June 29, 2016
Election, the curiously relevant hit 1999 film starring Reese Witherspoon and Matthew Broderick, features two high-schoolers running for class president: Tracy, a workaholic overachiever, and Jim, a popular, underqualified jock. Witherspoon made an indelible impression as an obsessive, ambitious woman. Jim made very little impression at all. How do our attitudes toward these characters change in the context of the 2016 presidential election, which pits a capable if charmless woman against a dangerously magnetic male charlatan?
NYU Washington, DC welcomed Slate writers Jamelle Bouie, Christina Cauterucci, and Katy Waldman who revisited Election’s performances, gender dynamics, and political themes with fresh eyes.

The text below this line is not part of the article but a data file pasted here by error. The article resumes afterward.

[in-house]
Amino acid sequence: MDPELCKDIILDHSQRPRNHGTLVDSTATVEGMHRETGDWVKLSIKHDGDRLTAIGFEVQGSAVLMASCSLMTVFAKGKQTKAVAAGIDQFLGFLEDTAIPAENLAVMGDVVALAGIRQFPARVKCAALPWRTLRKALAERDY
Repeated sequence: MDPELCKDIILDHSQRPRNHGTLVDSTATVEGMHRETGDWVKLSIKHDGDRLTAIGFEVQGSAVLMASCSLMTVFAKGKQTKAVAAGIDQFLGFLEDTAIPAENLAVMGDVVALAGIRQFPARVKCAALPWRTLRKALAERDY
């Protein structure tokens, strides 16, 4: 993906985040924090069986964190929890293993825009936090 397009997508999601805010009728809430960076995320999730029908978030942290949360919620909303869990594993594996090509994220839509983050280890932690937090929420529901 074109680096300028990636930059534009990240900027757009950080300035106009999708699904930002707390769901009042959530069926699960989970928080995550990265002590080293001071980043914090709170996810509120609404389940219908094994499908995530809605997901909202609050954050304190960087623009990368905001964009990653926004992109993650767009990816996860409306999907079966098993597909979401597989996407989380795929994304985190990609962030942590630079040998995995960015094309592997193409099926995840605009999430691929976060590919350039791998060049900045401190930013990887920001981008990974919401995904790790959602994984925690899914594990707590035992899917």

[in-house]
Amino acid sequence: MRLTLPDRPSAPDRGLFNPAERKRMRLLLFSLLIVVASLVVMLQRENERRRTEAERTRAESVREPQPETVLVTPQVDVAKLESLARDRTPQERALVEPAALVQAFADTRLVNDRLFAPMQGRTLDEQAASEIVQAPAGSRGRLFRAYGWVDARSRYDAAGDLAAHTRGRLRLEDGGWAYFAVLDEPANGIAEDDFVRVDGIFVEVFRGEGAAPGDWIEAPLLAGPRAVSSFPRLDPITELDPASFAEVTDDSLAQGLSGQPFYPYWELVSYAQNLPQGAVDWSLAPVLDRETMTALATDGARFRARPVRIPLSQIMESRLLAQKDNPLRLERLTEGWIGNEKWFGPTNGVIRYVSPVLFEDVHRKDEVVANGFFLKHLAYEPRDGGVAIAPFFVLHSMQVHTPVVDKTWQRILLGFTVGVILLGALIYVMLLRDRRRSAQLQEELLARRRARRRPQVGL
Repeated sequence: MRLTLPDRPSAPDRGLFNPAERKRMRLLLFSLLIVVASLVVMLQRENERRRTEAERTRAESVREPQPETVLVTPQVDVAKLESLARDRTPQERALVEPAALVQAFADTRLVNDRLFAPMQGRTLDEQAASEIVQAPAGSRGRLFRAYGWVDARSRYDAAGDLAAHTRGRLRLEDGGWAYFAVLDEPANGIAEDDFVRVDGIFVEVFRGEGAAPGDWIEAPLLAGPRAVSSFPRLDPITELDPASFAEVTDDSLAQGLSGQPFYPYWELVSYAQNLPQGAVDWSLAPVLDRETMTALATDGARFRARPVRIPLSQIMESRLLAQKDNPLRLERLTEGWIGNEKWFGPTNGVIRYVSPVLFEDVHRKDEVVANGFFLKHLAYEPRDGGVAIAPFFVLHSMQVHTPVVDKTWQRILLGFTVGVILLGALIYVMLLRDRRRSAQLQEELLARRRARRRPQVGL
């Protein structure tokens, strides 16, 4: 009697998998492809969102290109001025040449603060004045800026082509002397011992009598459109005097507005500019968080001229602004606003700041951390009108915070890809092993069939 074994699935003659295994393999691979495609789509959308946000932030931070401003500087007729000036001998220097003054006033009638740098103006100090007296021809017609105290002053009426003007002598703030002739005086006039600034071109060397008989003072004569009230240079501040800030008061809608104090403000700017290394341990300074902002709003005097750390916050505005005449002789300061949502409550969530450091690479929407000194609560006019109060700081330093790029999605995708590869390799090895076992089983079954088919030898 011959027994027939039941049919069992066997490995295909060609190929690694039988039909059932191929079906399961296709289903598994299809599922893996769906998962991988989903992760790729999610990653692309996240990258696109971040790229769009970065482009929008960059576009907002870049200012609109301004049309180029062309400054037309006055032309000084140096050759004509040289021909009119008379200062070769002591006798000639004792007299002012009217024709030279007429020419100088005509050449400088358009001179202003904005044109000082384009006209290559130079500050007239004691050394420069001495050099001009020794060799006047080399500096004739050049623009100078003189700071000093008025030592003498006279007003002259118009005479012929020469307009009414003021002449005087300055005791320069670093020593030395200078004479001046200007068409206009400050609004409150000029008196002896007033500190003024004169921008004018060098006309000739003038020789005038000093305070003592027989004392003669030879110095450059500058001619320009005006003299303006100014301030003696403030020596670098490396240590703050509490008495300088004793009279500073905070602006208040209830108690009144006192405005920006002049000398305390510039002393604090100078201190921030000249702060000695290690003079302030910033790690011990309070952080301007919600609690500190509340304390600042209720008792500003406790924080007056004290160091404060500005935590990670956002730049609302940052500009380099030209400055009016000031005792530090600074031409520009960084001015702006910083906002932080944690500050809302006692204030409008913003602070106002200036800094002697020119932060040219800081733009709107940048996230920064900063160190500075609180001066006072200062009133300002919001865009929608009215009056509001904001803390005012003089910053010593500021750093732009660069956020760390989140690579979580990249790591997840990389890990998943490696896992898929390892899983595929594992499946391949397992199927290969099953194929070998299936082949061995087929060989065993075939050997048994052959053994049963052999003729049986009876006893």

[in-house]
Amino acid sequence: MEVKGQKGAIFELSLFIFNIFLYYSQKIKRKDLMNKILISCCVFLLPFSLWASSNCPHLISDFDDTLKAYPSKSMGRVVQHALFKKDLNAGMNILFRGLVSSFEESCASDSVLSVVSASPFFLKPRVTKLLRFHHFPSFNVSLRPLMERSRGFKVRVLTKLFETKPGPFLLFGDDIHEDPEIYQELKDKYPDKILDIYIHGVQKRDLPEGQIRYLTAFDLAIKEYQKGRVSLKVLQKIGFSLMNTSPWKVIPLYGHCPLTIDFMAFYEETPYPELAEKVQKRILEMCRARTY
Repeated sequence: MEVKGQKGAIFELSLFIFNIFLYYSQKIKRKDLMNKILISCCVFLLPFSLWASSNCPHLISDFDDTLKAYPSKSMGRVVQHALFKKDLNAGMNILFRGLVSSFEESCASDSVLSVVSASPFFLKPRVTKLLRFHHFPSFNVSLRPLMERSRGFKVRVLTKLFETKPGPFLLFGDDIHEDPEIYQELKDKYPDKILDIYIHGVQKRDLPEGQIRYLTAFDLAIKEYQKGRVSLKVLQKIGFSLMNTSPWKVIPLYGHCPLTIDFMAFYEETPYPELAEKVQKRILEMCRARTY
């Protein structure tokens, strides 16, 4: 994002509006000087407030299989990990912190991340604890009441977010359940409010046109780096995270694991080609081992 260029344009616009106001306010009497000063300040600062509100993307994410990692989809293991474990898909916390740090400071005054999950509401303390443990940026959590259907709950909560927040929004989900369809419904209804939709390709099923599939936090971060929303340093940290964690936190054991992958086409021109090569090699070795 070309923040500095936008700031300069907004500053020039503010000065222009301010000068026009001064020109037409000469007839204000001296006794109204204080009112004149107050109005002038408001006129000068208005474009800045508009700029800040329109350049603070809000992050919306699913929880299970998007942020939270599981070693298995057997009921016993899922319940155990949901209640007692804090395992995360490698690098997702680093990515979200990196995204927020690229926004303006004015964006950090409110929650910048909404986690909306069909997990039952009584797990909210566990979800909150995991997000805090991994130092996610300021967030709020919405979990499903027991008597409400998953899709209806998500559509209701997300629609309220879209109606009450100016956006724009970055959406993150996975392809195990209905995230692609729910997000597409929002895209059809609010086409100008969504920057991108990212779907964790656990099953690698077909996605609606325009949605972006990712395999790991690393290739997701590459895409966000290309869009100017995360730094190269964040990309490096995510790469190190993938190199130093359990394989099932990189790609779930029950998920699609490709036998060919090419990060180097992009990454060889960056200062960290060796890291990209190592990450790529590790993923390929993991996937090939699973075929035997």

Jamelle Bouie is chief political correspondent for Slate Magazine and a political analyst for CBS News. His work has appeared either online or in print at The New Yorker, The Atlantic, the Washington Post, and several other outlets.
Christina Cauterucci is a staff writer on women and gender for Slate’s DoubleX. She is the former arts editor of Washington City Paper and has worked on NPR’s arts desk. A two-time Georgetown University graduate, Cauterucci lives in Washington, D.C.
Katy Waldman is a staff writer at Slate. She writes about language, culture, and politics, and hosted the Slate Audio Book Club podcast.